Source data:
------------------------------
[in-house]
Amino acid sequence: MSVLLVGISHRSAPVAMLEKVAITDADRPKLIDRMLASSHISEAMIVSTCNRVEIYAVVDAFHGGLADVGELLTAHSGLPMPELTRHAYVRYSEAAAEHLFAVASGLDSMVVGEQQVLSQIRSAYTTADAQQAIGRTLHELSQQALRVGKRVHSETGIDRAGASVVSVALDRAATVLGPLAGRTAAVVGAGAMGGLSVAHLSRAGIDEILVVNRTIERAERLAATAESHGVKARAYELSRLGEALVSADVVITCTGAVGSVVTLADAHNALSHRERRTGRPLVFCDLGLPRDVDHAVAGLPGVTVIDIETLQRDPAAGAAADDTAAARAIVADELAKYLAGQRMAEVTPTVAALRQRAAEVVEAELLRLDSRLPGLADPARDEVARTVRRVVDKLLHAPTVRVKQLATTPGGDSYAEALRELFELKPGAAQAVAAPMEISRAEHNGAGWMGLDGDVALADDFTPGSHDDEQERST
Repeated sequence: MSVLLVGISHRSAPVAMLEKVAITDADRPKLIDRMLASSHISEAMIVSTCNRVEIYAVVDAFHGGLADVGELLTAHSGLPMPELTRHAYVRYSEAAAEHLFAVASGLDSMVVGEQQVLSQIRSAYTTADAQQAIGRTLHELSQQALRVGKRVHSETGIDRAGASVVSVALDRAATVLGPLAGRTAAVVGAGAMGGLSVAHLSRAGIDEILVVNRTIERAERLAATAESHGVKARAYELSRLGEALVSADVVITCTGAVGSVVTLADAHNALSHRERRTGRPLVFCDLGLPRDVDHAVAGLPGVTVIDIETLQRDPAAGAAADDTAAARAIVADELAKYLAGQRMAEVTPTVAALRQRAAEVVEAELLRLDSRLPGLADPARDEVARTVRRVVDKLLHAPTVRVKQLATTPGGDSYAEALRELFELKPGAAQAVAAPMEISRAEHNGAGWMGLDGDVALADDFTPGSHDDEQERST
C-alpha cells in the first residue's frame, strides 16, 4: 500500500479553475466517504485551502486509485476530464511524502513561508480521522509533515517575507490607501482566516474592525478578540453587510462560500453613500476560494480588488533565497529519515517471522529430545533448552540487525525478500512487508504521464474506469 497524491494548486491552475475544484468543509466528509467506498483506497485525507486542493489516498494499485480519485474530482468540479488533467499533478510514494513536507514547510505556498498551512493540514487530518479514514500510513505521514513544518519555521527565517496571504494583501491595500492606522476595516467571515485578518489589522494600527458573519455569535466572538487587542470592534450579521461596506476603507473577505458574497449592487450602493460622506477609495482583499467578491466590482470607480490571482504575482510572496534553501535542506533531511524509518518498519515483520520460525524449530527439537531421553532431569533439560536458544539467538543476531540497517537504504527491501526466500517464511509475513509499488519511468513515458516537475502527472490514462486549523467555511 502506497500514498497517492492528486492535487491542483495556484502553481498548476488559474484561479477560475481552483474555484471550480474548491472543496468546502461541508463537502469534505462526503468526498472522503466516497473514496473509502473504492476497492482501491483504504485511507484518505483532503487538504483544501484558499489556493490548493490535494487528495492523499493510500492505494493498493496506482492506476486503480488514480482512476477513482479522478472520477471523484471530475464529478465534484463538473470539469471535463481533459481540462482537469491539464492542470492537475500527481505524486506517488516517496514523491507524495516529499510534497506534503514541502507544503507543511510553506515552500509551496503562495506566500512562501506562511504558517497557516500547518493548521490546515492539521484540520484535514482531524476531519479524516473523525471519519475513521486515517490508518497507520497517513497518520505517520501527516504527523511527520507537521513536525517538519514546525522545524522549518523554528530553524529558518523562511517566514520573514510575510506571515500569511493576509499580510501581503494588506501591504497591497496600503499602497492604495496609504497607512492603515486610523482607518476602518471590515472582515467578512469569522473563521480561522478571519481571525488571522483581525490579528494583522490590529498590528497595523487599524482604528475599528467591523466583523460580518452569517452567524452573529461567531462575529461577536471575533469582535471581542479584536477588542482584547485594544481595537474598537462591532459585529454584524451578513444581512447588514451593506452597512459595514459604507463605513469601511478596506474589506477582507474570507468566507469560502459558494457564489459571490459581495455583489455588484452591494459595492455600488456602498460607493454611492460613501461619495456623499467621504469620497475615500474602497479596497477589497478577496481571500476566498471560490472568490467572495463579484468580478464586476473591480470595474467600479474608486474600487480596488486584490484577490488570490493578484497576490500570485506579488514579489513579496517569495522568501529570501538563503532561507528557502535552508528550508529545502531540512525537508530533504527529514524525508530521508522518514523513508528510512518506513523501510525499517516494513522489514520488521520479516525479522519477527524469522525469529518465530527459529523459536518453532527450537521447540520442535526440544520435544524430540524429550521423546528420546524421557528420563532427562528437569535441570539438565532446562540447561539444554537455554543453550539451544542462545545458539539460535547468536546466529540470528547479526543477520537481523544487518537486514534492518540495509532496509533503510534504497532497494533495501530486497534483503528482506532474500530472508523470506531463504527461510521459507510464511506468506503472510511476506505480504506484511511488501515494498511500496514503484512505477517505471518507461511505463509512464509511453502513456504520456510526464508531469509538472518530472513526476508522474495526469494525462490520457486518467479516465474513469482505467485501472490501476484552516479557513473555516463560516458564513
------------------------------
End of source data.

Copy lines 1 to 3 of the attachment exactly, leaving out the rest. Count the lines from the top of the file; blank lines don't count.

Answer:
[in-house]
Amino acid sequence: MSVLLVGISHRSAPVAMLEKVAITDADRPKLIDRMLASSHISEAMIVSTCNRVEIYAVVDAFHGGLADVGELLTAHSGLPMPELTRHAYVRYSEAAAEHLFAVASGLDSMVVGEQQVLSQIRSAYTTADAQQAIGRTLHELSQQALRVGKRVHSETGIDRAGASVVSVALDRAATVLGPLAGRTAAVVGAGAMGGLSVAHLSRAGIDEILVVNRTIERAERLAATAESHGVKARAYELSRLGEALVSADVVITCTGAVGSVVTLADAHNALSHRERRTGRPLVFCDLGLPRDVDHAVAGLPGVTVIDIETLQRDPAAGAAADDTAAARAIVADELAKYLAGQRMAEVTPTVAALRQRAAEVVEAELLRLDSRLPGLADPARDEVARTVRRVVDKLLHAPTVRVKQLATTPGGDSYAEALRELFELKPGAAQAVAAPMEISRAEHNGAGWMGLDGDVALADDFTPGSHDDEQERST
Repeated sequence: MSVLLVGISHRSAPVAMLEKVAITDADRPKLIDRMLASSHISEAMIVSTCNRVEIYAVVDAFHGGLADVGELLTAHSGLPMPELTRHAYVRYSEAAAEHLFAVASGLDSMVVGEQQVLSQIRSAYTTADAQQAIGRTLHELSQQALRVGKRVHSETGIDRAGASVVSVALDRAATVLGPLAGRTAAVVGAGAMGGLSVAHLSRAGIDEILVVNRTIERAERLAATAESHGVKARAYELSRLGEALVSADVVITCTGAVGSVVTLADAHNALSHRERRTGRPLVFCDLGLPRDVDHAVAGLPGVTVIDIETLQRDPAAGAAADDTAAARAIVADELAKYLAGQRMAEVTPTVAALRQRAAEVVEAELLRLDSRLPGLADPARDEVARTVRRVVDKLLHAPTVRVKQLATTPGGDSYAEALRELFELKPGAAQAVAAPMEISRAEHNGAGWMGLDGDVALADDFTPGSHDDEQERST